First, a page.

Is Truck Driving Worth It? Pros and Cons to Consider


The demand for qualified truck drivers in the US is on the rise. 2022 is a great time to start a career as there are so many high-quality opportunities. Still, before investing time and money in a Class A CDL program, you must make sure this job suits you. Discover the main benefits of being a truck driver, problems, and recommended solutions. 

1. CDL Training

Becoming a qualified driver does not take long. Typically, CDL training requires 3-5 weeks at a school or a bit more at a community college. If you choose a reputable educator like sacramento truck driving school, you will be well-prepared for the job. On the downside, courses are not usually free.


Many trucking companies reimburse drivers for their school tuition. Veterans can get financial assistance as part of the Military Apprenticeship Program. 

2. Working on Your Own

Truck drivers work alone, so you won’t have a boss breathing down your neck. On the downside, this job comes with immense responsibility. Imagine being 2,000 miles from home transporting a freight worth a fortune! Would you find this overwhelming?


Get a team driving job to have a partner. In case of any problems, contact your company. Most trucking businesses can be reached 24/7.

3. Traveling 

Many people dream of traveling the country, and drivers get paid to do it. On the flip side, you will spend a lot of time away from home. Homebodies and people with families should think twice before applying. 


Many employers allow drivers to select a specific home time period. For example, you could have an opportunity to drive locally and get home every day. If you don’t mind getting home weekly, drive regionally. If you drive over the road, you will get home every few weeks.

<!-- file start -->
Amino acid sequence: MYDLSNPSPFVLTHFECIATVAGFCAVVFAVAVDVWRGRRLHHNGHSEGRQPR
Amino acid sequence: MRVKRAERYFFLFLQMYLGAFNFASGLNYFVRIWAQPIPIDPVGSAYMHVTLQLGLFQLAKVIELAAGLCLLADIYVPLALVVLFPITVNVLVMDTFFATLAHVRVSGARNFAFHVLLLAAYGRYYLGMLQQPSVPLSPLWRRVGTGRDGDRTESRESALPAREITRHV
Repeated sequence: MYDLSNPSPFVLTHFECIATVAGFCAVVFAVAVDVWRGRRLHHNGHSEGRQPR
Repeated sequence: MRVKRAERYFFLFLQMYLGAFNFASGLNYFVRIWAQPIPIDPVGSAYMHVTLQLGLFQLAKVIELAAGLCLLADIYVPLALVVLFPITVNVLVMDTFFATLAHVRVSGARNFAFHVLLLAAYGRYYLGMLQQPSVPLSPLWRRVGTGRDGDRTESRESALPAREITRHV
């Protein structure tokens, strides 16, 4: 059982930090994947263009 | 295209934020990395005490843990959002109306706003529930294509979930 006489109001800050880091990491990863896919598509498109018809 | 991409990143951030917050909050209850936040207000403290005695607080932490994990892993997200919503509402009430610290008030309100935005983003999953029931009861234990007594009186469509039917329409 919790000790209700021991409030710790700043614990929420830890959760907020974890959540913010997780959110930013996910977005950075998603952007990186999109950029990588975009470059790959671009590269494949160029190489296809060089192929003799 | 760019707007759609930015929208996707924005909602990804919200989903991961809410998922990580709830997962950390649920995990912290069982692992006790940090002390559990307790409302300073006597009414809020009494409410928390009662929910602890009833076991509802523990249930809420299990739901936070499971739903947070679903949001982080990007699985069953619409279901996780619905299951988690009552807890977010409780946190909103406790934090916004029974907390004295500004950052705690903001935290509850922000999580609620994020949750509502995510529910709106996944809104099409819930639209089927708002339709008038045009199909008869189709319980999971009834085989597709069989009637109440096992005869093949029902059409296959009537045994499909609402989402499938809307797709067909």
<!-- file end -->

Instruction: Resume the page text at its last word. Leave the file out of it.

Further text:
4. Living out of a Semi-truck

With this job, you can travel almost anywhere and see the country like never before. The drawback is that long-haul drivers do not have easy access to a kitchen. This may lead to unhealthy eating habits and obesity. 


Modern trucks are equipped with small fridges, so you can take meals from home or buy groceries and keep them cold. If your vehicle has no fridge, you can get an electric cooler.

5. Rules and Regulations

Finally, despite their independence, drivers have to abide by rules and regulations. These include hours of service, CDL requirements, drug screening, and cargo securement. These restrictions keep you safe. Non-compliance with FMCSA regulations can result in loss of license and job. 


Plan every trip carefully and take precautions to comply with the requirements. Perform pre-trip inspections, double-check the electronic log, etc. Your employer will explain the requirements if necessary. In case of any questions, do not hesitate to ask!